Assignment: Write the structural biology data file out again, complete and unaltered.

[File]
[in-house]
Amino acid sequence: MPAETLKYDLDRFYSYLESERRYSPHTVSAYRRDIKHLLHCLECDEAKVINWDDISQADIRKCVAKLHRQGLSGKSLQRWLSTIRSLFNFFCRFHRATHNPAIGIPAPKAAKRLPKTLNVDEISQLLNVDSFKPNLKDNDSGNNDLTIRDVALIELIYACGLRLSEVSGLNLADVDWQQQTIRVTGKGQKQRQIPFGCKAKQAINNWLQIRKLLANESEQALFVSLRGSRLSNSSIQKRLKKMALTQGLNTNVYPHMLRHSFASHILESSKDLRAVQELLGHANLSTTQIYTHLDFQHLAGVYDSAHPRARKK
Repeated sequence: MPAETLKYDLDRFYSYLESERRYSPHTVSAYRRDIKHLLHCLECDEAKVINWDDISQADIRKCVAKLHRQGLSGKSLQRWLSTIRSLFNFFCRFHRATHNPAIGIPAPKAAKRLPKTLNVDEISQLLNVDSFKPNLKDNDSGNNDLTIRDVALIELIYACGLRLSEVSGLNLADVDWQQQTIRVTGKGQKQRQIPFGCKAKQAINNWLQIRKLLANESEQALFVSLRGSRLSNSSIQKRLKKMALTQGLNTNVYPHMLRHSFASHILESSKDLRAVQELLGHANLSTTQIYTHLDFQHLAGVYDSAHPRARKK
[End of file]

[in-house]
Amino acid sequence: MPAETLKYDLDRFYSYLESERRYSPHTVSAYRRDIKHLLHCLECDEAKVINWDDISQADIRKCVAKLHRQGLSGKSLQRWLSTIRSLFNFFCRFHRATHNPAIGIPAPKAAKRLPKTLNVDEISQLLNVDSFKPNLKDNDSGNNDLTIRDVALIELIYACGLRLSEVSGLNLADVDWQQQTIRVTGKGQKQRQIPFGCKAKQAINNWLQIRKLLANESEQALFVSLRGSRLSNSSIQKRLKKMALTQGLNTNVYPHMLRHSFASHILESSKDLRAVQELLGHANLSTTQIYTHLDFQHLAGVYDSAHPRARKK
Repeated sequence: MPAETLKYDLDRFYSYLESERRYSPHTVSAYRRDIKHLLHCLECDEAKVINWDDISQADIRKCVAKLHRQGLSGKSLQRWLSTIRSLFNFFCRFHRATHNPAIGIPAPKAAKRLPKTLNVDEISQLLNVDSFKPNLKDNDSGNNDLTIRDVALIELIYACGLRLSEVSGLNLADVDWQQQTIRVTGKGQKQRQIPFGCKAKQAINNWLQIRKLLANESEQALFVSLRGSRLSNSSIQKRLKKMALTQGLNTNVYPHMLRHSFASHILESSKDLRAVQELLGHANLSTTQIYTHLDFQHLAGVYDSAHPRARKK